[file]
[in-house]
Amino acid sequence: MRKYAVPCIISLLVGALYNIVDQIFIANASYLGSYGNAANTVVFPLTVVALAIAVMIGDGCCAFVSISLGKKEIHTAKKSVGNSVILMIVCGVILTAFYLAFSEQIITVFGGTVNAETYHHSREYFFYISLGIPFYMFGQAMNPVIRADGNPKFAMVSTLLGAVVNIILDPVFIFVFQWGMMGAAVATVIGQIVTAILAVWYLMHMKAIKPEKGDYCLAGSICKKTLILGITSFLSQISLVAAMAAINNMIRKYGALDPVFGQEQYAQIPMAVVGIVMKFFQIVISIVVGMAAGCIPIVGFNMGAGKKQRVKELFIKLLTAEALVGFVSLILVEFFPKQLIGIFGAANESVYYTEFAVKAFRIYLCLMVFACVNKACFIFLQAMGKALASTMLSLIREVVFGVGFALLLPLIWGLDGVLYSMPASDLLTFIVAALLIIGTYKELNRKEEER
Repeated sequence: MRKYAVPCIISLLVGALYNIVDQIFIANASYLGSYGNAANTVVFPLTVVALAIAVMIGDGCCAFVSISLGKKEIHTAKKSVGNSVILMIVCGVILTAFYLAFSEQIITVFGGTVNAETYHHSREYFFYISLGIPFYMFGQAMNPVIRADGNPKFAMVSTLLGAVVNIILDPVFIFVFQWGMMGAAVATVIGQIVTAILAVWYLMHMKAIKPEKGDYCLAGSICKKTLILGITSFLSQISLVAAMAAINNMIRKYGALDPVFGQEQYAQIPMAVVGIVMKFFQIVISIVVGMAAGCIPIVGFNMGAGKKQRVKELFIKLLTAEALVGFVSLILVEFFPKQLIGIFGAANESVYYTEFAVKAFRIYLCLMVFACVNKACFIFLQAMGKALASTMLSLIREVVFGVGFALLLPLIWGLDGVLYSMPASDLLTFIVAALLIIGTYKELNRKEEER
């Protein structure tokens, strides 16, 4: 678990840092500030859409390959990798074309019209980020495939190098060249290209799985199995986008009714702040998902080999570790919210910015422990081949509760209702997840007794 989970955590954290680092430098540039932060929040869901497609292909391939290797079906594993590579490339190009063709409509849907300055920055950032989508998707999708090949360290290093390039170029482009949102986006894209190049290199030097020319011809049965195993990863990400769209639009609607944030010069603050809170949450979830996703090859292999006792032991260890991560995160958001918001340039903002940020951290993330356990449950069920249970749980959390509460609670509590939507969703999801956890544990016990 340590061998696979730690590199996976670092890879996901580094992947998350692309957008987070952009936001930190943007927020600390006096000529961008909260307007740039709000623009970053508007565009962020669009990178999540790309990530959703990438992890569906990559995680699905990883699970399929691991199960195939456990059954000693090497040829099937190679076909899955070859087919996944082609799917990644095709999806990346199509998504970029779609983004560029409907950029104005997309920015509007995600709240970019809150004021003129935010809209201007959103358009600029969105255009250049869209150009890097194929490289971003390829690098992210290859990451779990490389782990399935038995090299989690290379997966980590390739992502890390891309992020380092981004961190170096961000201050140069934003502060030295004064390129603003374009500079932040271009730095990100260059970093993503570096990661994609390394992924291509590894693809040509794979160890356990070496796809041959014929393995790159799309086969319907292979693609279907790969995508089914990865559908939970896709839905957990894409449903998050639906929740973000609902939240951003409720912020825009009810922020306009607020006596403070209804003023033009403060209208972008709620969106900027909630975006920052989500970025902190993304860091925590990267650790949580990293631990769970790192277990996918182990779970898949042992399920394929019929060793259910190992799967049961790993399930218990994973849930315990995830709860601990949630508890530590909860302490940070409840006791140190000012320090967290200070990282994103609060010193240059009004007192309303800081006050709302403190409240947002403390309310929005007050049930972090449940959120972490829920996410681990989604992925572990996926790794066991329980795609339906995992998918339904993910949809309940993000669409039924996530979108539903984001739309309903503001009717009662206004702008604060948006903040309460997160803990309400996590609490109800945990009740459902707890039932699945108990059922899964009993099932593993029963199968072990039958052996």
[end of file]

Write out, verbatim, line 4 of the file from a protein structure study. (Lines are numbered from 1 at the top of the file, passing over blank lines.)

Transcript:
């Protein structure tokens, strides 16, 4: 678990840092500030859409390959990798074309019209980020495939190098060249290209799985199995986008009714702040998902080999570790919210910015422990081949509760209702997840007794 989970955590954290680092430098540039932060929040869901497609292909391939290797079906594993590579490339190009063709409509849907300055920055950032989508998707999708090949360290290093390039170029482009949102986006894209190049290199030097020319011809049965195993990863990400769209639009609607944030010069603050809170949450979830996703090859292999006792032991260890991560995160958001918001340039903002940020951290993330356990449950069920249970749980959390509460609670509590939507969703999801956890544990016990 340590061998696979730690590199996976670092890879996901580094992947998350692309957008987070952009936001930190943007927020600390006096000529961008909260307007740039709000623009970053508007565009962020669009990178999540790309990530959703990438992890569906990559995680699905990883699970399929691991199960195939456990059954000693090497040829099937190679076909899955070859087919996944082609799917990644095709999806990346199509998504970029779609983004560029409907950029104005997309920015509007995600709240970019809150004021003129935010809209201007959103358009600029969105255009250049869209150009890097194929490289971003390829690098992210290859990451779990490389782990399935038995090299989690290379997966980590390739992502890390891309992020380092981004961190170096961000201050140069934003502060030295004064390129603003374009500079932040271009730095990100260059970093993503570096990661994609390394992924291509590894693809040509794979160890356990070496796809041959014929393995790159799309086969319907292979693609279907790969995508089914990865559908939970896709839905957990894409449903998050639906929740973000609902939240951003409720912020825009009810922020306009607020006596403070209804003023033009403060209208972008709620969106900027909630975006920052989500970025902190993304860091925590990267650790949580990293631990769970790192277990996918182990779970898949042992399920394929019929060793259910190992799967049961790993399930218990994973849930315990995830709860601990949630508890530590909860302490940070409840006791140190000012320090967290200070990282994103609060010193240059009004007192309303800081006050709302403190409240947002403390309310929005007050049930972090449940959120972490829920996410681990989604992925572990996926790794066991329980795609339906995992998918339904993910949809309940993000669409039924996530979108539903984001739309309903503001009717009662206004702008604060948006903040309460997160803990309400996590609490109800945990009740459902707890039932699945108990059922899964009993099932593993029963199968072990039958052996």